Despite finishing atop the final public West Region rankings, winning the Great Northwest Athletic Conference tournament and finishing with more wins than any other team in the region, the nationally sixth-ranked UAA women's basketball team will not host the West Region tournament.

The Seawolves (33-2) landed the No. 2 seed Sunday during the NCAA selection show.

PacWest champion Azusa Pacific (27-3) gets the No. 1 seed and will host the tournament, which begins Friday in Azusa, California, near Los Angeles.

"We were surprised and disappointed, because we felt we played probably the strongest strength of schedule in the West Region," UAA coach Ryan McCarthy said. "So, I would like to see the paper they used to do the math on that one, but the bottom line is we're happy to be selected, and we're very pleased to be playing in the postseason."

UAA will face seventh-seeded Cal. State-Dominguez Hills (22-9) out of the California Collegiate Conference at 1:30 p.m. Friday in the opening round.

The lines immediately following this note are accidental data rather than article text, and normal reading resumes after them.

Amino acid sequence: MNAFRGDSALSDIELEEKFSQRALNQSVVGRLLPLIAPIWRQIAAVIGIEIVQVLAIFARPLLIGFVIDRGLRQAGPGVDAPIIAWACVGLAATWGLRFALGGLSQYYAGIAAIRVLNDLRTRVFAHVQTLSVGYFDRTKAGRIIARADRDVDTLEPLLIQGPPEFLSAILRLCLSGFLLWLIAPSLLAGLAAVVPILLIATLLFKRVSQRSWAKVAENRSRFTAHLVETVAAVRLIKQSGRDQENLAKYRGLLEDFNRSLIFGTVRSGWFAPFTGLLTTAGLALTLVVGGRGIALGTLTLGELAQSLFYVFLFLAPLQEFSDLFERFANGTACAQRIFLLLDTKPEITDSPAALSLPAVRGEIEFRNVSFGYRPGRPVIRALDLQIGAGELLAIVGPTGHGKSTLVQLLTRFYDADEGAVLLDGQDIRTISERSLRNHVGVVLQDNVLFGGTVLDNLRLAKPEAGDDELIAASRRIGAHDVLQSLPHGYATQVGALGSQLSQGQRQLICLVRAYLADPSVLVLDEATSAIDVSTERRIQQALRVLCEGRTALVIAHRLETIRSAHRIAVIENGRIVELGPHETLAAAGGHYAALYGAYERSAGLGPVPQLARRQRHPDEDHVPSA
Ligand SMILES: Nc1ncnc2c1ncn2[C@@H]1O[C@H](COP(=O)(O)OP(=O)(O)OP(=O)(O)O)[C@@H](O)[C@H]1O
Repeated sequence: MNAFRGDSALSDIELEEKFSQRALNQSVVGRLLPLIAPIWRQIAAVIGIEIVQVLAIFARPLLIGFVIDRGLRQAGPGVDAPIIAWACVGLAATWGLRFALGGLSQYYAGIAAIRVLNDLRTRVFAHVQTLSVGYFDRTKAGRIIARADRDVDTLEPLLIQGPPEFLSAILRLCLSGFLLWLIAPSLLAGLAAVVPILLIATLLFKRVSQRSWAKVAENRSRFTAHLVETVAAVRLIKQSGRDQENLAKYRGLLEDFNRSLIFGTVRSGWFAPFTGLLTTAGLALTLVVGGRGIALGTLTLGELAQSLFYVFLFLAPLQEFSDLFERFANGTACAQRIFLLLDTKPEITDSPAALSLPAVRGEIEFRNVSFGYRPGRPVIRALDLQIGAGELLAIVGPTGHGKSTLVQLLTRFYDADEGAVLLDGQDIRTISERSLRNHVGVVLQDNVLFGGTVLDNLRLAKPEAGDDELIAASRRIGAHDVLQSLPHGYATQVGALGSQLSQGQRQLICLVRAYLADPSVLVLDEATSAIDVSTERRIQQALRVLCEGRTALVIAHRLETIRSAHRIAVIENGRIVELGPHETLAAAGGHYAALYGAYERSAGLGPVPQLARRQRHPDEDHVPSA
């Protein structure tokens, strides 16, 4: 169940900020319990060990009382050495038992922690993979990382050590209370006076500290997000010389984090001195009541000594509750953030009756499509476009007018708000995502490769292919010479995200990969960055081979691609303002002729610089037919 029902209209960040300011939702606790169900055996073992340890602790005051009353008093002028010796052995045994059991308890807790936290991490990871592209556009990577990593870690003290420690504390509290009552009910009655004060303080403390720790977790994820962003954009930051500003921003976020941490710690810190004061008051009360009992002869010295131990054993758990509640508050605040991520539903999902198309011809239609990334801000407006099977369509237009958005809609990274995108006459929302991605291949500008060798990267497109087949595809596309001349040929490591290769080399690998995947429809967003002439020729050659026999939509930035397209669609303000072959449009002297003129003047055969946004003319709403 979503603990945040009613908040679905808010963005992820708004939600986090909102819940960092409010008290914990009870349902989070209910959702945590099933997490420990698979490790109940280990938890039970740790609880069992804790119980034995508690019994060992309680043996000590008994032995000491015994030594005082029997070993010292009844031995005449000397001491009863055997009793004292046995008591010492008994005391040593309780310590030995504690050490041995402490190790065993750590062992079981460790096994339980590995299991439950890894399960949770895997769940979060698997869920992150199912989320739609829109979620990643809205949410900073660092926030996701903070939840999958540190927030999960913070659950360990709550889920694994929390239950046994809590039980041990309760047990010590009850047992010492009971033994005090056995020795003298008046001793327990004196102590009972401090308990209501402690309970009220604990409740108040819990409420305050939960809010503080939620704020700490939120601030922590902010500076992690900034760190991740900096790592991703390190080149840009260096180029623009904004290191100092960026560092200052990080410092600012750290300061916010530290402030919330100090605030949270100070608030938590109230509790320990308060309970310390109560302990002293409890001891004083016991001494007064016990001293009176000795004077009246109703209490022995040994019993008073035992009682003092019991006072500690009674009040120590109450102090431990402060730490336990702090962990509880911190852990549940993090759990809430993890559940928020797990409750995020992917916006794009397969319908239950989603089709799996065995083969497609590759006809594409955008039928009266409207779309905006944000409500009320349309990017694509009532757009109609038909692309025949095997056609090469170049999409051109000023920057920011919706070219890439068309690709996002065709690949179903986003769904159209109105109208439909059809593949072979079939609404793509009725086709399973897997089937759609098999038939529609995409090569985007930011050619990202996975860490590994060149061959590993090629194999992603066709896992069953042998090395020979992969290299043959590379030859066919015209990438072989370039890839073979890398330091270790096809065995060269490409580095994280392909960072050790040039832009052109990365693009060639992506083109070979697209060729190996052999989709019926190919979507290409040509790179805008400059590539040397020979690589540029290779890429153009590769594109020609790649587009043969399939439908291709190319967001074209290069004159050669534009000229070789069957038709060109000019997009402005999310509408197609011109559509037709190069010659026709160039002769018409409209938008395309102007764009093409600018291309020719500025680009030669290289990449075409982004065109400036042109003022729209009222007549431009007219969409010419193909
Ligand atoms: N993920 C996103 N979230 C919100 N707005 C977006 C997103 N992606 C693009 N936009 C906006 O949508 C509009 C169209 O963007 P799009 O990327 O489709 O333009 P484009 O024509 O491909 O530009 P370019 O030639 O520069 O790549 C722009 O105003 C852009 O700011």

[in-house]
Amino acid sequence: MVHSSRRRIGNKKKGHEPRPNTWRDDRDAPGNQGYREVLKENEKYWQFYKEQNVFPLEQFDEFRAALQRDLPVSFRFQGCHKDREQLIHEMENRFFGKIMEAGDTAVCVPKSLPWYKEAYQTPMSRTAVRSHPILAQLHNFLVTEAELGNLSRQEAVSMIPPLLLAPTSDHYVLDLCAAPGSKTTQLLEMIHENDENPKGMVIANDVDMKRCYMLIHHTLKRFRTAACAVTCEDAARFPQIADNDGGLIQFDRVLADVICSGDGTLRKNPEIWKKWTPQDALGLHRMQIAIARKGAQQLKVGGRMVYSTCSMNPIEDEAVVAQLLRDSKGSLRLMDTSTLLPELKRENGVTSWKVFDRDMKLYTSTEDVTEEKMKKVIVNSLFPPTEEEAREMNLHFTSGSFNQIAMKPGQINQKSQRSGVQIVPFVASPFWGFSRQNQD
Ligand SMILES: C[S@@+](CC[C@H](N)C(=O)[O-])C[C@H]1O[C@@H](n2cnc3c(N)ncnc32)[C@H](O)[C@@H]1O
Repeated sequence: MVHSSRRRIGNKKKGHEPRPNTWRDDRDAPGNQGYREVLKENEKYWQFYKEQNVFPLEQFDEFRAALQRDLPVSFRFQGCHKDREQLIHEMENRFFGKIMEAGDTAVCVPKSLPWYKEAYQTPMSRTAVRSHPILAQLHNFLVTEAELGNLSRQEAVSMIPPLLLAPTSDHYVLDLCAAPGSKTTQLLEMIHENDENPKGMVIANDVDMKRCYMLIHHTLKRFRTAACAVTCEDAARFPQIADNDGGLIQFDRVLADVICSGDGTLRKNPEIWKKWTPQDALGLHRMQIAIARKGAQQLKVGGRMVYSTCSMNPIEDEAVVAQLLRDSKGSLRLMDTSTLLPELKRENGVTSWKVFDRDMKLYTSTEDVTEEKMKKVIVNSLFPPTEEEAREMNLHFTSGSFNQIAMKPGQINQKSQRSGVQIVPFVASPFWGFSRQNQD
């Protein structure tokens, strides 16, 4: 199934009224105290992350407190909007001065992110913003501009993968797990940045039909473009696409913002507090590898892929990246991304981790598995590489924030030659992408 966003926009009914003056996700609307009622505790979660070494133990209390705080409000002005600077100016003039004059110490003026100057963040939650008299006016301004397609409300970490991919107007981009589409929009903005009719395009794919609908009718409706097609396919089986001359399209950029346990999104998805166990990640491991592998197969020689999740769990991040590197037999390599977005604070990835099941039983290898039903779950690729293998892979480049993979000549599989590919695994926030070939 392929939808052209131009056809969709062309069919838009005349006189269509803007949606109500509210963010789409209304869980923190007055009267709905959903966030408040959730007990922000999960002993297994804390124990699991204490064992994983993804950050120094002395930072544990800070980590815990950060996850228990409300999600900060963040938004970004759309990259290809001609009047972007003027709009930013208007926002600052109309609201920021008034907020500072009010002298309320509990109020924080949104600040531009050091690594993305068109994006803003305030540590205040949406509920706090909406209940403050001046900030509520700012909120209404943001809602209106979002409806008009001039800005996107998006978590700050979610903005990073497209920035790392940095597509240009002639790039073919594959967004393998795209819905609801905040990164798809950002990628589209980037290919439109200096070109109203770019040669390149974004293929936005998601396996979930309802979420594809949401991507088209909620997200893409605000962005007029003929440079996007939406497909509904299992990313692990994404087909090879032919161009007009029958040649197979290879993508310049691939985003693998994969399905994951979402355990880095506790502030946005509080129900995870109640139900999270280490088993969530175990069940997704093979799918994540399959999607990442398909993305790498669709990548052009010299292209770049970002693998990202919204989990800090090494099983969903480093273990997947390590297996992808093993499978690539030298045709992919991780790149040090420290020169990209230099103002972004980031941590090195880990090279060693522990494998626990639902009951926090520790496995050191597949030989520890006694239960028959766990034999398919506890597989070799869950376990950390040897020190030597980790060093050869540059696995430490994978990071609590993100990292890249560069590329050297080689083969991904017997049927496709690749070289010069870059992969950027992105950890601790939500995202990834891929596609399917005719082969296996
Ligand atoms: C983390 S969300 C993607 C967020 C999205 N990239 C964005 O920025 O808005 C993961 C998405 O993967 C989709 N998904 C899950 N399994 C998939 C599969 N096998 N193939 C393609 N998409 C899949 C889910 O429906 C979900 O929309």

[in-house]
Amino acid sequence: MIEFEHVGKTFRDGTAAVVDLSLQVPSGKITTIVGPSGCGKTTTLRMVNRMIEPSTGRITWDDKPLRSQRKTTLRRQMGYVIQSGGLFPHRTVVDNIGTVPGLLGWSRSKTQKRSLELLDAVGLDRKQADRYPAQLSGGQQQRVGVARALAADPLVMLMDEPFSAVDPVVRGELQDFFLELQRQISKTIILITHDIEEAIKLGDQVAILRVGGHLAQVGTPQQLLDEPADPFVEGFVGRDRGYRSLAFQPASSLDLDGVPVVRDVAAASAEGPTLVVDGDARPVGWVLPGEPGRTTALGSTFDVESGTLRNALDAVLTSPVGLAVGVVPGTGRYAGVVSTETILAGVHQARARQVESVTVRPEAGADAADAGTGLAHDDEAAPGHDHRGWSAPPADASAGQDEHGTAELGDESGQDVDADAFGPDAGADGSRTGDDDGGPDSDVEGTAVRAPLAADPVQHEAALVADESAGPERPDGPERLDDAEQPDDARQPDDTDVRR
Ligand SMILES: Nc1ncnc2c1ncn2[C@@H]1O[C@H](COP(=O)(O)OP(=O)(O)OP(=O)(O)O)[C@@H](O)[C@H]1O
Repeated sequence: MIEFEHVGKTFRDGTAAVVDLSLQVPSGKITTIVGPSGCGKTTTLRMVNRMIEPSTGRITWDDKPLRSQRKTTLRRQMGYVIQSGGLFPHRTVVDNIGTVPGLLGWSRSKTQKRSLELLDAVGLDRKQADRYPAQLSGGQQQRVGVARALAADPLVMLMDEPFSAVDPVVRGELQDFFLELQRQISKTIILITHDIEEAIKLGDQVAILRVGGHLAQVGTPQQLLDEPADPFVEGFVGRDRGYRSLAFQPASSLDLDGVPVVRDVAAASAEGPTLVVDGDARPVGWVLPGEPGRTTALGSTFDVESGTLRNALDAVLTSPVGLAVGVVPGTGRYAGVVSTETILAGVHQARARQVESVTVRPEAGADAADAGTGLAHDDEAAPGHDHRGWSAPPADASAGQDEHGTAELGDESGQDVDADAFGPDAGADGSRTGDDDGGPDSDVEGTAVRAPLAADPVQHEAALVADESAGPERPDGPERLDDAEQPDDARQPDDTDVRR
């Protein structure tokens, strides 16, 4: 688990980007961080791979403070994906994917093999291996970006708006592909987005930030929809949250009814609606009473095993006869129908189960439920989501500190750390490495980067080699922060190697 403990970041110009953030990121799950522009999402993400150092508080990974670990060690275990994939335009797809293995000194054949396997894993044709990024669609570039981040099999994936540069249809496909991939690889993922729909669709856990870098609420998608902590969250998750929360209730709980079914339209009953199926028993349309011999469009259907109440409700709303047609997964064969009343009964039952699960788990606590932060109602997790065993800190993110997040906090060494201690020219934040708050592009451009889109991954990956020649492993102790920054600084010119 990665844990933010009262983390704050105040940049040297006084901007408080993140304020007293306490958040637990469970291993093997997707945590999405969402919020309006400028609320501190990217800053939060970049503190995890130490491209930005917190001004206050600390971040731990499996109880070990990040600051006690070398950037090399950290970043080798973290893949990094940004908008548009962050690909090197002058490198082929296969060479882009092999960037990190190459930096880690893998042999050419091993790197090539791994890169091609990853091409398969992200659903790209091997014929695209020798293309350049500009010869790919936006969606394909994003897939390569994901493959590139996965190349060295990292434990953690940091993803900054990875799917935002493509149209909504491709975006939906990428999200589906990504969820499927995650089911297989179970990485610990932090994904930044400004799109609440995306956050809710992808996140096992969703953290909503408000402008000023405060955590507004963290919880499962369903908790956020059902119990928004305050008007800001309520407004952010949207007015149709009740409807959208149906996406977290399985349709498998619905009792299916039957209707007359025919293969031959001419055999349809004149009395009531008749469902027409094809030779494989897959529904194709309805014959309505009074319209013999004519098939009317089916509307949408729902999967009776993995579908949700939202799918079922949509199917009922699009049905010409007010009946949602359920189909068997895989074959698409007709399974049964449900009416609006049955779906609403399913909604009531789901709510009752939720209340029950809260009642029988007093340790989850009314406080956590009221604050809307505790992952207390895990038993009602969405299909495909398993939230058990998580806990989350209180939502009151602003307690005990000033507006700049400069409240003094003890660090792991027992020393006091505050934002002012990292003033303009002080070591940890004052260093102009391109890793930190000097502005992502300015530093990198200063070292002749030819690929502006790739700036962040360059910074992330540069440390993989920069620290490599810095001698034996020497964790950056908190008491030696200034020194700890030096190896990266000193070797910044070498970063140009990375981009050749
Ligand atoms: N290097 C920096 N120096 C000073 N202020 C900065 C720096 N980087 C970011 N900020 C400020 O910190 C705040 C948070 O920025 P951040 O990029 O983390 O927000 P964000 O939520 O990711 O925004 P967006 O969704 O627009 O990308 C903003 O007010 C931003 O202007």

The Seawolves beat the Toros 82-61 in their second game of the regular season back on Oct. 31 in Anaheim, California.

McCarthy said both teams are much different now than they were in the first week of the season, but his team still goes into the regional tournament with confidence knowing they've beaten many of the teams in the tournament.

In addition to the Toros, UAA also defeated conference foe Montana State-Billings — most recently in Saturday's GNAC championship — fourth-seeded UC San Diego and sixth-seeded Academy of Art during the regular season.

The other teams in the tournament are fifth-seeded Cal State-East Bay and third-seeded California Baptist.

Last season, UAA hosted the tournament, where it fell to Point Loma in the opening round at the Alaska Airlines Center.

This season, there is no pressure of being the No. 1 seed, which McCarthy said could be a positive for the Seawolves.

The winner of the four-day West Region tournament advances to the NCAA Division II quarterfinals later in the month.

"There was a lot of disappointment on the team — I think it lit a fire in their bellies to come out and prove to … everyone who the best team in the West Region is," McCarthy said. "I think there's no better way to do that than to go down there and get a chance to compete with those teams in their own backyard."